Despite a 7 percent drop in global carbon emissions as a result of the pandemic in 2020, the UN Emissions Gap Report predicts that, by the end of the century, we are on course for a catastrophic temperature rise of 3.5 degrees Celsius above pre-Industrial levels.
But what might be possible if politicians not only promoted a “green recovery” from the pandemic but also launched a massive spending program to rival the emergency budgets of World War Two? Could this “crisis mindset” somehow help us curb global warming?
More than six years ago, the IPCC established that we would need global net negative emissions by 2050, and broader public support for the idea that we need rapid and massive investment in negative emissions technologies is catching on. In February, Elon Musk pledged a USD 100 million prize fund for carbon capture inventions that can scale to the gigaton level.
As promising as this sounds, computer models designed by a team led by researchers at the University of California San Diego recently found that it represents only 0.0001 percent of the annual investment needed to transform negative emissions technology from science fiction to reality in time to prevent runaway climate change.
Nobel Prize winning economist Joseph Stiglitz has called the climate crisis “our third world war.” The UC San Diego team asks, “What if we treated it like one?”
“Trash removal for the skies”
The study modeled the effects on the climate of “wartime-like crash deployment” of a negative emission technology (NET) called direct air capture, DAC. Ryan Hanna, a researcher in energy systems and lead author of the study, describes DAC as “trash removal for the skies.”
ClimeWorks is one of the companies helping to research and develop this young carbon capture technology. At its facility in Switzerland, huge fans suck the ambient air into a chamber, where the carbon dioxide binds to a special filter. It is then heated to 100 degrees Celsius and collected to be recycled as a fuel or fertilizer or buried deep underground. The process is highly energy-intensive, but the overall impact on emissions is negative.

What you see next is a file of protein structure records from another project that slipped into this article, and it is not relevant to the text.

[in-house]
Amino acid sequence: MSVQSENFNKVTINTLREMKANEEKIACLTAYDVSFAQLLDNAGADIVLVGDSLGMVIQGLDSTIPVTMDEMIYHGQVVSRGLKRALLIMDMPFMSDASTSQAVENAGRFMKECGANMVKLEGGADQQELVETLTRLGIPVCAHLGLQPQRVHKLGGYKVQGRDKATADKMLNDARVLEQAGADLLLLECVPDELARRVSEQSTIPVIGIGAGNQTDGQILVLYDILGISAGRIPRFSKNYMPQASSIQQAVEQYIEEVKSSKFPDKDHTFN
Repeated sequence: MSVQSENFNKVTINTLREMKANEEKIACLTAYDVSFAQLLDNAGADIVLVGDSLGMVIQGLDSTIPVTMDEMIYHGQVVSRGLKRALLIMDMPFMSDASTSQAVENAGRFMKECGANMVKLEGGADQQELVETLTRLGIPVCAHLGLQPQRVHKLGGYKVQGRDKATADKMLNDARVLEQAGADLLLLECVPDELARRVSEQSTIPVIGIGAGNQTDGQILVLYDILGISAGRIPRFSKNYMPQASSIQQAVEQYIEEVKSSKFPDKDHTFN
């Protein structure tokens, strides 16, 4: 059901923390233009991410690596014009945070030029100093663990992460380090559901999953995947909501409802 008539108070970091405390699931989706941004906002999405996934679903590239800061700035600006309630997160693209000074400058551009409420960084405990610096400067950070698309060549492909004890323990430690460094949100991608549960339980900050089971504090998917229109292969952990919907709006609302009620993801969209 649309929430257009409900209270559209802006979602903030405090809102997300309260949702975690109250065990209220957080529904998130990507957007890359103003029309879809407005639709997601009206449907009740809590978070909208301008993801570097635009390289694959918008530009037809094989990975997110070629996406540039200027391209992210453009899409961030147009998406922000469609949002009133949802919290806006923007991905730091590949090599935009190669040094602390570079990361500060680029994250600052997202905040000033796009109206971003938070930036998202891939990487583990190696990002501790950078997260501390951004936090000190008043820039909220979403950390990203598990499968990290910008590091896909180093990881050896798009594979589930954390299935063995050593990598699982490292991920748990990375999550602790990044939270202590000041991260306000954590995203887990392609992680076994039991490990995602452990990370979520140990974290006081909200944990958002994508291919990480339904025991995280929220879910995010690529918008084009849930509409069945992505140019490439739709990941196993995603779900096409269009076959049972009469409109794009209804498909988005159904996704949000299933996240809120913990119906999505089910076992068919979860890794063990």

As ingenious as DAC sounds, the results of the UC San Diego climate model were sobering, according to Hanna. “In many scenarios, even a massive level of funding like 5 percent of GDP for direct air capture, on top of all of the conventional mitigation we might do, is still not going to stop warming at 2 degrees,” Hanna explains, citing the ceiling for temperature rise as stated in the Paris Agreement on climate change.
Although massive deployment of DAC could “substantially hasten the onset of net-zero carbon dioxide emissions,” the model suggests that only “concurrent deep mitigation of emissions” would help us meet the Paris Agreement target. This optimistic scenario, based on the most ambitious of the IPCC’s Shared Socioeconomic Pathways, envisages that we have already hit peak carbon dioxide and methane emissions and that global population growth will also slow dramatically.
Even if negative emission technologies like DAC are a huge success, it is clear that we must still make far-reaching changes to our societies and our economies. But, of course, there is no guarantee that negative emissions technologies will be a huge success.
We would not expect a two-year-old to engineer a bridge, analyze viral DNA or write a sonata (Mozart notwithstanding). Similarly, the UC San Diego study suggests that DAC must go through a lengthy development period before we see significant carbon capture in the decades after 2050.
“Even though the IPCC models tell us that we don’t need negative emission technologies until mid-century,” Hanna explains, “it’s important to build up our knowledge now so that, when we have to rapidly scale up these new technologies, we can.”
Despite the fact that DAC uses vast amounts of energy, the study also found that, counter-intuitively, we should not wait for a fully decarbonized energy system. “If we run DAC on gas, then we’ll still pull out around 60 to 80 percent net carbon,” says Hanna. “It’s true that you’ll remove more net carbon dioxide if the electricity is renewable, but that’s missing the larger point that DAC is effective now.”
A new form of alliances
Hanna believes that, ultimately, governments will have to take responsibility. “Unfortunately, there’s no economic case to be made right now for storing the carbon dioxide underground,” says Hanna.
Although extracted carbon dioxide could be sold to oil companies to enrich petroleum, or even used to heat greenhouses as the ClimeWorks facility in Switzerland does, the reality is that there is not a huge market demand for carbon dioxide. According to Hanna, most DAC companies will end up having to bury their product underground. “Governments will need to pay for negative emissions as a public good, in the same way that they pay for water and sewer systems,” Hanna says.
DAC also offers individual governments the opportunity to act unilaterally against rising emissions. The atmosphere is a globally shared resource, so 2000 DAC plants in, say, Switzerland would decarbonize the air as effectively as 2000 DAC plants spread all around the globe. This could greatly reduce the diplomatic wrangling that has historically mired efforts at conventional mitigation.
Indeed, Hanna hopes that a “club of democracies” will pool resources to invest in large-scale negative emissions technologies in the same way that nation states form military alliances like NATO. Furthermore – and to develop the military metaphor – such an investment would serve as reparation to a world suffering from the heedless industrialization of the wealthiest nations.
As Joseph Stiglitz wrote in 2019, “When the US was attacked during the second world war no one asked, ‘Can we afford to fight the war?’ It was an existential matter. We could not afford not to fight it. The same goes for the climate crisis.”